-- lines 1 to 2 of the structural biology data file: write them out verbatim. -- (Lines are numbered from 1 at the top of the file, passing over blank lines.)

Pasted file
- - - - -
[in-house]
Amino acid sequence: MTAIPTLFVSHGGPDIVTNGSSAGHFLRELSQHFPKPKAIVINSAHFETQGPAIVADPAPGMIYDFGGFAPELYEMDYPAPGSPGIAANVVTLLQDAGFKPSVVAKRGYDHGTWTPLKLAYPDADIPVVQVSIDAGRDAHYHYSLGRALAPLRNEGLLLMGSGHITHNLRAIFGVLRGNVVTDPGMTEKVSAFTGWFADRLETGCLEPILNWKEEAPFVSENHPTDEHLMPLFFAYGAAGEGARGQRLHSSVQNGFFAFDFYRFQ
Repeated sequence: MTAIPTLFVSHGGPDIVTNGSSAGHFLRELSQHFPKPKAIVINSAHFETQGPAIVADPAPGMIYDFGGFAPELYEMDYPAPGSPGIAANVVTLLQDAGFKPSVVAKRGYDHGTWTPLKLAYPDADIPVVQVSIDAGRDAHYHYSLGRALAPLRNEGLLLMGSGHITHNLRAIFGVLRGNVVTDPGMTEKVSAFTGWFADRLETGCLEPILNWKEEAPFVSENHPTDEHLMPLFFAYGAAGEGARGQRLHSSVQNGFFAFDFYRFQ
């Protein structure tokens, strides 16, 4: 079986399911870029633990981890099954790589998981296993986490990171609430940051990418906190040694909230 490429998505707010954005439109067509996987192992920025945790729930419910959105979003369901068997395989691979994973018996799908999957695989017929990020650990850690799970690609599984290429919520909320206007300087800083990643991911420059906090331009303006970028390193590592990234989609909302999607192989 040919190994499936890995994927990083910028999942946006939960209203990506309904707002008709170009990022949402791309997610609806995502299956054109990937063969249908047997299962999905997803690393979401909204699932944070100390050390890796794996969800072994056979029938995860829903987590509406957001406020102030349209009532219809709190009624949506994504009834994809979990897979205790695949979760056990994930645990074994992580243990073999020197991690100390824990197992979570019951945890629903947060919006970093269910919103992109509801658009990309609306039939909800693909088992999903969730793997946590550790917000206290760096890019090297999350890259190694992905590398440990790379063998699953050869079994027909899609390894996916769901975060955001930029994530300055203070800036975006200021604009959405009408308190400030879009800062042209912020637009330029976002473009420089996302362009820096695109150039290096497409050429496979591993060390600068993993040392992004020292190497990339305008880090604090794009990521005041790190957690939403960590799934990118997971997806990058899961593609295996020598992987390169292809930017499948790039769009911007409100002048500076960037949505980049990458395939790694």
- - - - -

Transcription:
[in-house]
Amino acid sequence: MTAIPTLFVSHGGPDIVTNGSSAGHFLRELSQHFPKPKAIVINSAHFETQGPAIVADPAPGMIYDFGGFAPELYEMDYPAPGSPGIAANVVTLLQDAGFKPSVVAKRGYDHGTWTPLKLAYPDADIPVVQVSIDAGRDAHYHYSLGRALAPLRNEGLLLMGSGHITHNLRAIFGVLRGNVVTDPGMTEKVSAFTGWFADRLETGCLEPILNWKEEAPFVSENHPTDEHLMPLFFAYGAAGEGARGQRLHSSVQNGFFAFDFYRFQ